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OPERATING ROOMS: How much major surgery is infrequent? Is there an impact on costs?

Texas hospitals were studied to see how many inpatient major surgical procedures were not performed very often (once a month or less) at each hospital analyzed.  In this study of discharge data from 343 hospitals for the period late 2015 to early 2016, over half (54 percent)  of procedures were found to be uncommon (as defined above) for the hospital where they were performed.  These procedures accounted for 68 percent of inpatient costs.

Source: O’Neill, L. and others. (2017, September). Discharges with surgical procedures performed less often than once a month per hospital account for two-thirds of hospital costs of inpatient surgery. Journal of Clinical Anesthesia. 41, 99-103. Click here for publisher’s website: http://www.jcafulltextonline.com/article/S0952-8180(17)30659-1/fulltext   Posted by AHA Resource Center (312) 422-2050, rc@aha.org

Developing regional centers of excellence can be challenging

One of the trends in surgery over the past few decades has been the development of less invasive alternatives to open surgical procedures of many different types.  This short commentary, out of Temple University School of Medicine in Philadelphia, takes a look at one such procedure–transcatheter aortic valve replacement (TAVR).  Because valve replacement surgery candidates are often elderly and have other medical problems besides the malfunctioning valve, there has been considerable interest in offering a less invasive alternative.  However, it has been found that there is a higher risk of stroke for patients who have undergone TAVR compared with the open procedure.

There is an extensive literature available on the relationship between volume and outcome — generally finding that greater experience (doing more procedures) is associated with better patient outcomes.  This supports the notion that it might be a good idea to develop regional centers of excellence, so that patient volume could be concentrated in a few specialized programs instead of being spread out in smaller numbers at various hospitals in the area.  The authors note that in their market — the Philadelphia metro area — regionalization has NOT occurred, and suggest a few of the reasons why not.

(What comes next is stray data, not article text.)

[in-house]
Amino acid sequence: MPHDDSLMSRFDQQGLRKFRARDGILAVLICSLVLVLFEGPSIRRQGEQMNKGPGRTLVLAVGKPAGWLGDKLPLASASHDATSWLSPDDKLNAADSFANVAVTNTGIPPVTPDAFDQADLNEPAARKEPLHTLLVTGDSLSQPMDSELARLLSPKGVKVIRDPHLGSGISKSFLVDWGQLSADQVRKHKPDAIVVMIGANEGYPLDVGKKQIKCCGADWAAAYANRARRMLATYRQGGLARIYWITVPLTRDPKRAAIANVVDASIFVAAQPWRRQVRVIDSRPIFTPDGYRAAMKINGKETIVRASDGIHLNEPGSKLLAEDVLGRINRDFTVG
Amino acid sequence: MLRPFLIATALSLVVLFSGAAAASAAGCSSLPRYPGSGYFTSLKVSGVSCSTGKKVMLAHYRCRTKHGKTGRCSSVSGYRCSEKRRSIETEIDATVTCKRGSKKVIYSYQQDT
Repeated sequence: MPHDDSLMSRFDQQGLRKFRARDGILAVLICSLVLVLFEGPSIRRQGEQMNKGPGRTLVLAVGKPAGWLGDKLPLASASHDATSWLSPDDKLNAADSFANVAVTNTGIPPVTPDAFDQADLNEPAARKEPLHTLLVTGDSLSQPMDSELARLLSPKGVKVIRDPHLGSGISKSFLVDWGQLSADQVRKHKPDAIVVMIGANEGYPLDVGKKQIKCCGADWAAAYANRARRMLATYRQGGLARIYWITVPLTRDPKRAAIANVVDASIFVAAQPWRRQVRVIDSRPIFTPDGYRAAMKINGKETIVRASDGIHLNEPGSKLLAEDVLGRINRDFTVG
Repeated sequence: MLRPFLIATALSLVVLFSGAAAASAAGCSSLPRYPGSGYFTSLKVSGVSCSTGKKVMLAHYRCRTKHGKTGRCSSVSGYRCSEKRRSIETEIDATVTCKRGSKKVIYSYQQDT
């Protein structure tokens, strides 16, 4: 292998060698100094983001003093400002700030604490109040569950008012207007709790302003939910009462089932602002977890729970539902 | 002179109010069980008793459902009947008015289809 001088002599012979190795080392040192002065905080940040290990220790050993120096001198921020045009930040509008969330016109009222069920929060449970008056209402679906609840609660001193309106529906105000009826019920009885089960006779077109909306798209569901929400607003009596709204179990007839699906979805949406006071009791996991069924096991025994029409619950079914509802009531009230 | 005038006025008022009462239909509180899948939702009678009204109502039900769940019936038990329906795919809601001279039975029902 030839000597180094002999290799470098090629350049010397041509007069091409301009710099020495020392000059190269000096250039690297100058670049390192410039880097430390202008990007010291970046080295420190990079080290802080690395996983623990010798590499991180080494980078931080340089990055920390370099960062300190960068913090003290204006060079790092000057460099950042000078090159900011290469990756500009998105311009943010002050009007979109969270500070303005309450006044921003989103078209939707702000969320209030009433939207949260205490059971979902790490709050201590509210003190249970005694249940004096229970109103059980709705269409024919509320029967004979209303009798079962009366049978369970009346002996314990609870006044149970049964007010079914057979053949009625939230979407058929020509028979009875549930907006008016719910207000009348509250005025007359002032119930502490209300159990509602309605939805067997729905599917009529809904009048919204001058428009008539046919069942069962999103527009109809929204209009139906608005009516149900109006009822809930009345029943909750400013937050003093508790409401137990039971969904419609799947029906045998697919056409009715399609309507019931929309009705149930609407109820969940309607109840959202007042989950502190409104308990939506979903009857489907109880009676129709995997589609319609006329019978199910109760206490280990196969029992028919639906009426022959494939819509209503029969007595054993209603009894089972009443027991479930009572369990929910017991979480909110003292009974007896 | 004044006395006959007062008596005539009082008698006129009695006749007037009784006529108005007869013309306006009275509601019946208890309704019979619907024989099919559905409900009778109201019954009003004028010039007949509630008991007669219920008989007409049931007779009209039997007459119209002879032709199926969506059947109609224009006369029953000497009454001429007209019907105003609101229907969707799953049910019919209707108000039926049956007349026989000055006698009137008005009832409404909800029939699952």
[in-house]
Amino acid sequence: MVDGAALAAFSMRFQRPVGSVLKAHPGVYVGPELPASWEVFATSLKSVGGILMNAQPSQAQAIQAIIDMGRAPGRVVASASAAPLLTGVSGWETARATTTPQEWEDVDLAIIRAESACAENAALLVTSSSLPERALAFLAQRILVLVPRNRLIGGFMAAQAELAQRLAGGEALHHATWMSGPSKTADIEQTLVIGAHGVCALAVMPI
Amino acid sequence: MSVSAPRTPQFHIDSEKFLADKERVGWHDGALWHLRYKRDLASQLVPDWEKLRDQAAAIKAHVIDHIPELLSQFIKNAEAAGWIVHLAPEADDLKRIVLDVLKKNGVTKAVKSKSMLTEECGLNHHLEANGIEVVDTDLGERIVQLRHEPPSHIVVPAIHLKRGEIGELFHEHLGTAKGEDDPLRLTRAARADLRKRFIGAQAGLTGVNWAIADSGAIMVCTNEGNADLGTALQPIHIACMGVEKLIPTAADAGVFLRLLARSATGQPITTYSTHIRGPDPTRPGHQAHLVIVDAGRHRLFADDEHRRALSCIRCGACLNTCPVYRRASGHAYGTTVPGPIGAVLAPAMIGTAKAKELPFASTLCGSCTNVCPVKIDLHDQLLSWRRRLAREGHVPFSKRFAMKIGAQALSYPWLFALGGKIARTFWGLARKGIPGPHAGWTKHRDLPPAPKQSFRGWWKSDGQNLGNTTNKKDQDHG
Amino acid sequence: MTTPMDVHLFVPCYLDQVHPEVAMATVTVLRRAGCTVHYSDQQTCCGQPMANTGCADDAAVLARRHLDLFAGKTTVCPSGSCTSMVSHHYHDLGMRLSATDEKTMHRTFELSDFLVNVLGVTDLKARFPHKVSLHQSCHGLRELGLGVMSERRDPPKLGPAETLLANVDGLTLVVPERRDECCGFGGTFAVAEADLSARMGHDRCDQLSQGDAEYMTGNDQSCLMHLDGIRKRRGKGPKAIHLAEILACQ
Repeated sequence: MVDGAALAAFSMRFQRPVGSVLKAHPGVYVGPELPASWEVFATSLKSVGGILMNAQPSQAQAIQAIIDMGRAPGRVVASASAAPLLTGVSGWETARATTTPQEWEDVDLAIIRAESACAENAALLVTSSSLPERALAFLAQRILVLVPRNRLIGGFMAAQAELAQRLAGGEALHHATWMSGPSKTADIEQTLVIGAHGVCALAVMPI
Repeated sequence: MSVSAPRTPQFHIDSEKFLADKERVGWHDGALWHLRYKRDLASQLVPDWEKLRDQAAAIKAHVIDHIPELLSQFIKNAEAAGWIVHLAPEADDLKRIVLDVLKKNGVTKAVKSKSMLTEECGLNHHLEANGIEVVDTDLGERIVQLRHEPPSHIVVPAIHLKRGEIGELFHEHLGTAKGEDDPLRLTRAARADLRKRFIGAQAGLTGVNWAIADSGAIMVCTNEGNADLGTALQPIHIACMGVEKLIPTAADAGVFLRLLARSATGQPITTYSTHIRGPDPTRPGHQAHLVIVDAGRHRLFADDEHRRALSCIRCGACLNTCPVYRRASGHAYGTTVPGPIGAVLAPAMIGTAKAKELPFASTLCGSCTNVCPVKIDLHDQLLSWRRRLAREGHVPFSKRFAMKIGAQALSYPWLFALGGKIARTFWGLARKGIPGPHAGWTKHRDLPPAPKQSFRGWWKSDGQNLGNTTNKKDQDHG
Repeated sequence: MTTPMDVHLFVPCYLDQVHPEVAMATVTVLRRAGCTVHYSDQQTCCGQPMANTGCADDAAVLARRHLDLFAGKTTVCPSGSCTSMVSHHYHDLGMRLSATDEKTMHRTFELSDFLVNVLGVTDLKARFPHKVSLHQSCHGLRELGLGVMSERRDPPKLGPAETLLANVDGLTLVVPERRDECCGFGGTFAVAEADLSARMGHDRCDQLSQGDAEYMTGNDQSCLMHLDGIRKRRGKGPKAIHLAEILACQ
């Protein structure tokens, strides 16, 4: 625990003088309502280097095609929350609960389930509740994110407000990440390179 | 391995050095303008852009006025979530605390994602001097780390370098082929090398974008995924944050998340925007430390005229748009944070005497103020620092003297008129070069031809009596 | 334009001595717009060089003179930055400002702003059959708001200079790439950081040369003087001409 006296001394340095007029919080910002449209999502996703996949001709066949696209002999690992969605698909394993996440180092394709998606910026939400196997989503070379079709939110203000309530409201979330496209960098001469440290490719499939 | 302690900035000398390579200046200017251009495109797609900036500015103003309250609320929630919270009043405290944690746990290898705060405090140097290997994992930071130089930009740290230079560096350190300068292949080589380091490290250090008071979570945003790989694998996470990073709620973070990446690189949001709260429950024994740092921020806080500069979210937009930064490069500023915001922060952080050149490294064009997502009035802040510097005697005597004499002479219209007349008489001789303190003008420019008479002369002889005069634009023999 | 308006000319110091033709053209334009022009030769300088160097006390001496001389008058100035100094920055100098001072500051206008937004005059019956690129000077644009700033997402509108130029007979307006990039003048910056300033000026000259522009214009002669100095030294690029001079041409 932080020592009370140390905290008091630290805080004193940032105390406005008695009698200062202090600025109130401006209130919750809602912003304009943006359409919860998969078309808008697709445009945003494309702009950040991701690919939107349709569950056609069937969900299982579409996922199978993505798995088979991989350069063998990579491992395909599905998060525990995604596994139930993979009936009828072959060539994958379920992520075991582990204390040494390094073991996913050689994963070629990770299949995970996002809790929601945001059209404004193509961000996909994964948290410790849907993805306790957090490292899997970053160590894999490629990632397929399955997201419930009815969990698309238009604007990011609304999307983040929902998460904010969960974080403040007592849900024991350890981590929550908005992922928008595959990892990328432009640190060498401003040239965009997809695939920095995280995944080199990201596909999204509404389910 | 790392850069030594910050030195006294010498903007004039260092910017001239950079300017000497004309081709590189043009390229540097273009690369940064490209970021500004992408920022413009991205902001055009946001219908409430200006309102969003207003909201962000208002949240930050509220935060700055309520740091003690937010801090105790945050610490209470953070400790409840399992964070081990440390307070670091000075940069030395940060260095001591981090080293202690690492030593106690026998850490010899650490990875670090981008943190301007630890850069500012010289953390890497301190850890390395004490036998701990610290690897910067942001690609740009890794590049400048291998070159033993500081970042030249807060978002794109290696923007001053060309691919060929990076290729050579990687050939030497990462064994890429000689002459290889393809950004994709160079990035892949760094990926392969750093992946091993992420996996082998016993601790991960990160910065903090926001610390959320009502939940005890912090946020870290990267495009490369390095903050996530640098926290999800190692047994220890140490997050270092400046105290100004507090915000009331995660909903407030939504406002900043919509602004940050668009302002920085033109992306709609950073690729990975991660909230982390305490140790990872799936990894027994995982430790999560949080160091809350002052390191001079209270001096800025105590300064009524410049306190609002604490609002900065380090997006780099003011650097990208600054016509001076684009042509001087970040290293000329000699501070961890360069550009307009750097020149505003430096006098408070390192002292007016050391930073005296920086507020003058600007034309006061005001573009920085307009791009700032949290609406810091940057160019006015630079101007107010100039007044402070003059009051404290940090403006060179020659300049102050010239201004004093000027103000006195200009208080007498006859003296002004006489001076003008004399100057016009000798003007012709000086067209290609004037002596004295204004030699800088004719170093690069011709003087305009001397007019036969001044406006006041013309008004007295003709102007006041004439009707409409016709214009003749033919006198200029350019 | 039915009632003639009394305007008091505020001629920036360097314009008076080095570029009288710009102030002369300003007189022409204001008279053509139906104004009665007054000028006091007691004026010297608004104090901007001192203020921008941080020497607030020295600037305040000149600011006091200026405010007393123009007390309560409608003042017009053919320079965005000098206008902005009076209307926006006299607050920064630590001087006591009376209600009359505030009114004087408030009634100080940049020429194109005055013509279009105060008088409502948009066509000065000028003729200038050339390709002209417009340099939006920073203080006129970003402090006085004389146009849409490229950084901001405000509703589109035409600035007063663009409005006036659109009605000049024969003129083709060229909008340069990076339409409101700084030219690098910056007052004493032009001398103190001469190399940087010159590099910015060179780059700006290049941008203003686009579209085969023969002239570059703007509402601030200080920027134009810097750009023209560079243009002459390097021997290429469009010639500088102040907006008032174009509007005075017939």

Source: Feldman, A.M., and DiSesa, V.J.  Transcather aortic valve replacement: flattening the cost curve.  JAMA, May 5, 2014.  Full text free here: http://jama.jamanetwork.comarticle.aspx?articleid=1868540    Posted by AHA Resource Center (312) 422-2050, rc@aha.org

 

 

 

60% of burn patients admitted to burn centers: U.S.

North Carolina has two burn centers verified by the American Burn Association.  Despite the availability of these resources and a well-established state EMS system, only half of burn victims were found to be admitted to North Carolina’s two verified burn centers during the study period from 2000 to 2007.  This compares with 60 percent nationally.  Interestingly, a commentator on this article cited similar data from a study of burn referral patterns in Florida — about half of burn patients were referred to burn centers.  The North Carolina study also looked at outcomes of the specialized burn centers compared to burn patients in other hospitals.  The burn centers’ median length of stay was 7 days compared to 4 in other hospitals and mortality was higher (7.5 percent compared to 1.5 percent).  The burn centers also were more likely to perform operations on the burn patients.  These outcomes are consistent with the likelihood of having more seriously-injured patients in the specialized burn centers.  Patients treated in hospitals other than the specialized burn centers were found to have a higher percentage of discharges going to skilled nursing facilities.

Sources: 

Holmes, J.H. IV, and others.  The effectiveness of regionalized burn care: an analysis of 6,873 burn admissions in North Carolina from 2000 to 2007Journal of the American College of Surgeons;212(4):487-495, Apr. 2011.

American Burn Association.  Burn Center Verification, [accessed 5/3/11].

Posted by the AHA Resource Center, (312) 422-2050, rc@aha.org